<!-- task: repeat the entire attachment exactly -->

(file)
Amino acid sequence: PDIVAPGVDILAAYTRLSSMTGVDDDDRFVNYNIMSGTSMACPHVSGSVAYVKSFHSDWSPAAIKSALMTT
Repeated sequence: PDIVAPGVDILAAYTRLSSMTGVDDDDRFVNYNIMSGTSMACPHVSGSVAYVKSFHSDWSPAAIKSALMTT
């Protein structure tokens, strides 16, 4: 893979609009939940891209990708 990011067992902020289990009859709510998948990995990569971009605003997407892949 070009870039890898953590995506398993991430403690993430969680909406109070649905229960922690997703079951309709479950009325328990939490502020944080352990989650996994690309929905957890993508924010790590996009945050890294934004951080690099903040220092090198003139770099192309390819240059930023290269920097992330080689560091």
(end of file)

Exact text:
Amino acid sequence: PDIVAPGVDILAAYTRLSSMTGVDDDDRFVNYNIMSGTSMACPHVSGSVAYVKSFHSDWSPAAIKSALMTT
Repeated sequence: PDIVAPGVDILAAYTRLSSMTGVDDDDRFVNYNIMSGTSMACPHVSGSVAYVKSFHSDWSPAAIKSALMTT
């Protein structure tokens, strides 16, 4: 893979609009939940891209990708 990011067992902020289990009859709510998948990995990569971009605003997407892949 070009870039890898953590995506398993991430403690993430969680909406109070649905229960922690997703079951309709479950009325328990939490502020944080352990989650996994690309929905957890993508924010790590996009945050890294934004951080690099903040220092090198003139770099192309390819240059930023290269920097992330080689560091």